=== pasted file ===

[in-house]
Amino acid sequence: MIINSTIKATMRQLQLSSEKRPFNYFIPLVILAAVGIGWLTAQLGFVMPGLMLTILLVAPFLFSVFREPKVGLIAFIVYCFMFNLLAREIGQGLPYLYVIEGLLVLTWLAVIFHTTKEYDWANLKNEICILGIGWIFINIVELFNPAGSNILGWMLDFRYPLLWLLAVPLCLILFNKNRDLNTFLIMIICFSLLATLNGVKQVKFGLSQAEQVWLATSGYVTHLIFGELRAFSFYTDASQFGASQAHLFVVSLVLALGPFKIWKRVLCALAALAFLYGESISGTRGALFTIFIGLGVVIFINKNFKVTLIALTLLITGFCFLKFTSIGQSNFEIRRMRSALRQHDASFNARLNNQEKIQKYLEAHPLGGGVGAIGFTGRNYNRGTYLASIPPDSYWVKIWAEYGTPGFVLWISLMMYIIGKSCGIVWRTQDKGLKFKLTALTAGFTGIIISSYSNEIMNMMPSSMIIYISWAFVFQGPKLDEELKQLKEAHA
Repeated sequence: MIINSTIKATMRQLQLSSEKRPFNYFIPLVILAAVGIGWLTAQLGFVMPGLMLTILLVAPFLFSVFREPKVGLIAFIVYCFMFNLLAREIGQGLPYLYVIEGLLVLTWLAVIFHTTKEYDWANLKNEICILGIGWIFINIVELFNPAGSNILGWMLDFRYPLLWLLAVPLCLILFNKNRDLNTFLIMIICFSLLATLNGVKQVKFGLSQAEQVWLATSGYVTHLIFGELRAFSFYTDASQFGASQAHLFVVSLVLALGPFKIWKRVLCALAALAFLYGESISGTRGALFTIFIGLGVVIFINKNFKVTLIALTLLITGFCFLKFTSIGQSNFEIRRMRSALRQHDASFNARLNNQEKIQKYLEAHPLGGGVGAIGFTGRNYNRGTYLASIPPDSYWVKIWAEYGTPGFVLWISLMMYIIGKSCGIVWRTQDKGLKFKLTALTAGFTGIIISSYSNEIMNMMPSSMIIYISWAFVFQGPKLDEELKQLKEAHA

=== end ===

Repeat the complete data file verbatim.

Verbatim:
[in-house]
Amino acid sequence: MIINSTIKATMRQLQLSSEKRPFNYFIPLVILAAVGIGWLTAQLGFVMPGLMLTILLVAPFLFSVFREPKVGLIAFIVYCFMFNLLAREIGQGLPYLYVIEGLLVLTWLAVIFHTTKEYDWANLKNEICILGIGWIFINIVELFNPAGSNILGWMLDFRYPLLWLLAVPLCLILFNKNRDLNTFLIMIICFSLLATLNGVKQVKFGLSQAEQVWLATSGYVTHLIFGELRAFSFYTDASQFGASQAHLFVVSLVLALGPFKIWKRVLCALAALAFLYGESISGTRGALFTIFIGLGVVIFINKNFKVTLIALTLLITGFCFLKFTSIGQSNFEIRRMRSALRQHDASFNARLNNQEKIQKYLEAHPLGGGVGAIGFTGRNYNRGTYLASIPPDSYWVKIWAEYGTPGFVLWISLMMYIIGKSCGIVWRTQDKGLKFKLTALTAGFTGIIISSYSNEIMNMMPSSMIIYISWAFVFQGPKLDEELKQLKEAHA
Repeated sequence: MIINSTIKATMRQLQLSSEKRPFNYFIPLVILAAVGIGWLTAQLGFVMPGLMLTILLVAPFLFSVFREPKVGLIAFIVYCFMFNLLAREIGQGLPYLYVIEGLLVLTWLAVIFHTTKEYDWANLKNEICILGIGWIFINIVELFNPAGSNILGWMLDFRYPLLWLLAVPLCLILFNKNRDLNTFLIMIICFSLLATLNGVKQVKFGLSQAEQVWLATSGYVTHLIFGELRAFSFYTDASQFGASQAHLFVVSLVLALGPFKIWKRVLCALAALAFLYGESISGTRGALFTIFIGLGVVIFINKNFKVTLIALTLLITGFCFLKFTSIGQSNFEIRRMRSALRQHDASFNARLNNQEKIQKYLEAHPLGGGVGAIGFTGRNYNRGTYLASIPPDSYWVKIWAEYGTPGFVLWISLMMYIIGKSCGIVWRTQDKGLKFKLTALTAGFTGIIISSYSNEIMNMMPSSMIIYISWAFVFQGPKLDEELKQLKEAHA